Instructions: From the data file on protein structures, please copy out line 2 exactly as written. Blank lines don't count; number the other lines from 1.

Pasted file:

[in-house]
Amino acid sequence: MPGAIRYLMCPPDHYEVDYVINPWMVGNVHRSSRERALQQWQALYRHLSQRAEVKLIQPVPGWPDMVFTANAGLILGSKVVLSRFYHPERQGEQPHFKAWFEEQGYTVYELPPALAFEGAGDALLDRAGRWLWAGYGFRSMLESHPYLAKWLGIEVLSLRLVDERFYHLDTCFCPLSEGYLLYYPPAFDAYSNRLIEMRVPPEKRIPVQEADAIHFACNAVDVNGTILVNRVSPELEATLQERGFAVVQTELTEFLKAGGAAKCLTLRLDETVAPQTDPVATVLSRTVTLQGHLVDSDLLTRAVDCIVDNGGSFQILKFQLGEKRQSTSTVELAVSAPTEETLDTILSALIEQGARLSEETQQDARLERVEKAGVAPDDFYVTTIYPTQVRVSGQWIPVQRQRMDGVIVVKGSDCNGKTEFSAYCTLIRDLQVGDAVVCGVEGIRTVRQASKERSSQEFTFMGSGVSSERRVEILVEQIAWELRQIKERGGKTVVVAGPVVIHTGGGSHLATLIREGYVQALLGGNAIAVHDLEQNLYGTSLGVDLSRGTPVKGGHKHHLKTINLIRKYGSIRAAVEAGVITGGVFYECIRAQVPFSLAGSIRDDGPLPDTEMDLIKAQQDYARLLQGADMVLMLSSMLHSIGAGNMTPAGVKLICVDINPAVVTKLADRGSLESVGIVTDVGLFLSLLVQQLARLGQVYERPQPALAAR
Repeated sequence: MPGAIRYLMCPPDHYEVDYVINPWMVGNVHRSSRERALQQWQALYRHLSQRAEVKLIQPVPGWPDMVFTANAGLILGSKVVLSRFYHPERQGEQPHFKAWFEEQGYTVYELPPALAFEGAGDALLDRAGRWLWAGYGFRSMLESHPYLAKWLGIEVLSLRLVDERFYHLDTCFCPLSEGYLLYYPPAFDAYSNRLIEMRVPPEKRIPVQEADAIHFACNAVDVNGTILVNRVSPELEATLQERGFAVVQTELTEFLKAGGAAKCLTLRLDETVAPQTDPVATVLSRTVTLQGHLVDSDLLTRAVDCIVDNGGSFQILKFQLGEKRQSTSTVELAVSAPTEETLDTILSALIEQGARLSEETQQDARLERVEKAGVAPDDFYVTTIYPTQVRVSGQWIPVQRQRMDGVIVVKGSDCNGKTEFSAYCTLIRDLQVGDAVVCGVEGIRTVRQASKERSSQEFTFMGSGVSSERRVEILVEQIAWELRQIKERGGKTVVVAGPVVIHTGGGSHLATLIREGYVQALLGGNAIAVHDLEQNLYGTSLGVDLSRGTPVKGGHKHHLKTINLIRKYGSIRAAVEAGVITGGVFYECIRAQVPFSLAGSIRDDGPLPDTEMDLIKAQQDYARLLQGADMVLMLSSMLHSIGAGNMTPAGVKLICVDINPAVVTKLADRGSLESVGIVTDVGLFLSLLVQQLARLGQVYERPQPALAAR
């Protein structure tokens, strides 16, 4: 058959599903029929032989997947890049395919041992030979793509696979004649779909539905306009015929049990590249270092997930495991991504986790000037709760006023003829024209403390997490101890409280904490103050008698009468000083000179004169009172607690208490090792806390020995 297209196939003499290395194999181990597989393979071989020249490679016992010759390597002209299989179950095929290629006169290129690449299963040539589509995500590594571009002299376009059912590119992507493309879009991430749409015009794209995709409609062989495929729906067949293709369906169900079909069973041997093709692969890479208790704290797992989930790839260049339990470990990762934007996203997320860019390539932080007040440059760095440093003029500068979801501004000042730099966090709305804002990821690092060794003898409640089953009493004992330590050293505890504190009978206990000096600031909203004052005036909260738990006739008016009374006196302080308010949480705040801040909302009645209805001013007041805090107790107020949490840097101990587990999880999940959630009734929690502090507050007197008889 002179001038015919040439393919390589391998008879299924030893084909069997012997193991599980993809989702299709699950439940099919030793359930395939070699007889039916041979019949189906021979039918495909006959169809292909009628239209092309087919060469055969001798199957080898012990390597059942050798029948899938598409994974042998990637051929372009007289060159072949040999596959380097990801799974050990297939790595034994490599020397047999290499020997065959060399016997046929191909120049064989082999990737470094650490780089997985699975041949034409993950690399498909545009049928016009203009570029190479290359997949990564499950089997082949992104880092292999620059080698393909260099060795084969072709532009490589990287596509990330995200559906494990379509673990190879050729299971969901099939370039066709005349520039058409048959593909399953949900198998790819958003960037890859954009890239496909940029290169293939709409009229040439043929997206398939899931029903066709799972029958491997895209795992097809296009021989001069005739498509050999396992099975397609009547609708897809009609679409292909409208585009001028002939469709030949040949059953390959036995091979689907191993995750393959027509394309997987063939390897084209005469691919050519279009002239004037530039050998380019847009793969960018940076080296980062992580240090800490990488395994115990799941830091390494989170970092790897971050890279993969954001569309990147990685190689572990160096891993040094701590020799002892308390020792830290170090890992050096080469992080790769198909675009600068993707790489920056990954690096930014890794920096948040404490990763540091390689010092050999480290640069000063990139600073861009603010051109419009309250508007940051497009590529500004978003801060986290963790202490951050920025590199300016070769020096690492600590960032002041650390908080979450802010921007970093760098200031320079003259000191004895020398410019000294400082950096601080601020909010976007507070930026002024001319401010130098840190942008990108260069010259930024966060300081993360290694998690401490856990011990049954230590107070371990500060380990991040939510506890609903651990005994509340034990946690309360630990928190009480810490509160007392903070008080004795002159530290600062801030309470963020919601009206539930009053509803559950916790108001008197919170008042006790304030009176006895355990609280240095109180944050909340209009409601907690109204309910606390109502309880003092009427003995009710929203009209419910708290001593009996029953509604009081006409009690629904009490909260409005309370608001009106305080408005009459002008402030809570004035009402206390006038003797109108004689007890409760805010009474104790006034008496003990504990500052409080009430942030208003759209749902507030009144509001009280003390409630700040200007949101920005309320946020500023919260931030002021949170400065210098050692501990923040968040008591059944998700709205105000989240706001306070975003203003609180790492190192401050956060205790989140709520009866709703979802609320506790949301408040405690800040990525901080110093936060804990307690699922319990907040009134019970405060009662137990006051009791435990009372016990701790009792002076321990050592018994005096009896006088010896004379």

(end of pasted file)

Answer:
Amino acid sequence: MPGAIRYLMCPPDHYEVDYVINPWMVGNVHRSSRERALQQWQALYRHLSQRAEVKLIQPVPGWPDMVFTANAGLILGSKVVLSRFYHPERQGEQPHFKAWFEEQGYTVYELPPALAFEGAGDALLDRAGRWLWAGYGFRSMLESHPYLAKWLGIEVLSLRLVDERFYHLDTCFCPLSEGYLLYYPPAFDAYSNRLIEMRVPPEKRIPVQEADAIHFACNAVDVNGTILVNRVSPELEATLQERGFAVVQTELTEFLKAGGAAKCLTLRLDETVAPQTDPVATVLSRTVTLQGHLVDSDLLTRAVDCIVDNGGSFQILKFQLGEKRQSTSTVELAVSAPTEETLDTILSALIEQGARLSEETQQDARLERVEKAGVAPDDFYVTTIYPTQVRVSGQWIPVQRQRMDGVIVVKGSDCNGKTEFSAYCTLIRDLQVGDAVVCGVEGIRTVRQASKERSSQEFTFMGSGVSSERRVEILVEQIAWELRQIKERGGKTVVVAGPVVIHTGGGSHLATLIREGYVQALLGGNAIAVHDLEQNLYGTSLGVDLSRGTPVKGGHKHHLKTINLIRKYGSIRAAVEAGVITGGVFYECIRAQVPFSLAGSIRDDGPLPDTEMDLIKAQQDYARLLQGADMVLMLSSMLHSIGAGNMTPAGVKLICVDINPAVVTKLADRGSLESVGIVTDVGLFLSLLVQQLARLGQVYERPQPALAAR